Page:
“If your eye is simple, then your whole body will be full of light and if your eye is wicked, then your whole body will be full of darkness.” If we translate this verse into language comprehensible for us today, we would say that if your vision of things is good and comes from Christ’s simplicity, then your entire being is full of light and if your vision of people and things is confused and comes from the evil in your soul, then you cast darkness upon people, only see them as darkened and you darken your own being as well.
Your vision of things must be simple. That is, direct, such that we stick to immediate reality. Does this mean that the Lord calls us to be simple-minded such that we be like children? We must be children in terms of heart, not children in terms of intellect. One can be an intellectual giant and at the same time be like a child in simplicity and innocence. The Gospel calls on us to see the light in people, since people are all bearers of light.
God made us in His image and likeness and we are called to brush away the dust that covers the image, to perceive the divine element that lies in every person to the point that if we see the beauty that is in them, we can awaken the God who is in them and return them to God the Redeemer who is within them.
Then the Lord said, “You cannot serve two masters, God and money.” Divine lordship attracts, we worship it because we know it to be the source of life, from which we draw our being. But man quickly crafts other gods for himself. So it has been since the dawn of history. Man makes graven idols for himself and worships them, in reality worshiping his passions. He worships the flesh and creates a god for the flesh. He loves war, so he erects a god of war. Idolatry is passions that well up within us, for which we establish idols. Therefore when the one God wanted to smash the idols, what He really wanted was to erase the passions that created them.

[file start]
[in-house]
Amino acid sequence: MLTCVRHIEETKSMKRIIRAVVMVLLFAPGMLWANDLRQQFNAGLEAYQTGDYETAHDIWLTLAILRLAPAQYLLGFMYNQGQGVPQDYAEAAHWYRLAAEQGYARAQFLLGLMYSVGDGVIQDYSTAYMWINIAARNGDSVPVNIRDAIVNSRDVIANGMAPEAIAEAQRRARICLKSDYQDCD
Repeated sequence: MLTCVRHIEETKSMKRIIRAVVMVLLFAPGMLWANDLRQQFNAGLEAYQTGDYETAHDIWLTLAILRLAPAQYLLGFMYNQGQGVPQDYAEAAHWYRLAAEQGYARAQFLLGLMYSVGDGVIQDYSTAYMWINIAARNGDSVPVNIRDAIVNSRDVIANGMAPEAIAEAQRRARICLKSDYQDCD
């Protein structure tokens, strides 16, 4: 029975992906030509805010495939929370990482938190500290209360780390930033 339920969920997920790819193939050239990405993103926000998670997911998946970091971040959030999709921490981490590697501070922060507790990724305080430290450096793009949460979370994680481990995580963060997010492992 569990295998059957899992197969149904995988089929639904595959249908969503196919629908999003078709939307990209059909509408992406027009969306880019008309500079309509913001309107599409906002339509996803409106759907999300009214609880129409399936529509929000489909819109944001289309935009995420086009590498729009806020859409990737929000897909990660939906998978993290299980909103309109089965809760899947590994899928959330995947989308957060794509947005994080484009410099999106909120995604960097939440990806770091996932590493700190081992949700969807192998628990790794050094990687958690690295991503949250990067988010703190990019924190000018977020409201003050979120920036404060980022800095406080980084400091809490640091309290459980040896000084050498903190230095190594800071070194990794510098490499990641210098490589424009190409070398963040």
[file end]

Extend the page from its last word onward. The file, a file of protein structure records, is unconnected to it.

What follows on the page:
When the one God appeared, radiant and mighty, in Jesus Christ, all the idols were broken. God was manifest upon the cross and in the resurrection and because of this people’s passions were erased, but they became diffuse within people’s souls and they established invisible idols for themselves. Because the Lord knew this and because of His certainty that His disciples would erect for themselves a great idol, a great imperceptible golden cow, He warned them, saying, “You cannot serve two masters, God and money.”
The Lord chose money out of all the passions because it is the greatest and deadliest of them all. Our Lord chose money in order to fight man’s worship of it. The love of money is deeply rooted in the soul because it is a refuge in which we take shelter. It protects against death, or so we think. Throughout life and throughout history, man lives fear. He fears death, sickness and isolation and so he makes storehouses of money to protect him from sickness and deprivation or to bring him healing from sickness, or so he reckons.
But the Lord is the one who protects us from the evil of deprivation, the evil of sickness and the evil of death, since the believer is safe in his Lord, trusts in his Lord, stands with his Lord, he shall not die. But man does not believe completely in the resurrection of the Savior and so he crafts in his life corners where he can reassure himself and warm himself. Man establishes in his heart a dark corner for the idol of money.
How do we fight this devouring passion? By giving. God said through the Prophet David, “He has dispersed, he has given to the poor, his righteousness endures forever.” ‘Dispersed’ means that nothing remained for himself. This is how we should practice giving. When I feel money in my pocket clinging to me so that I seek solace in it, the idol has begun. So I take it and trample it. I break the idol at its beginning. I give it to those who need it.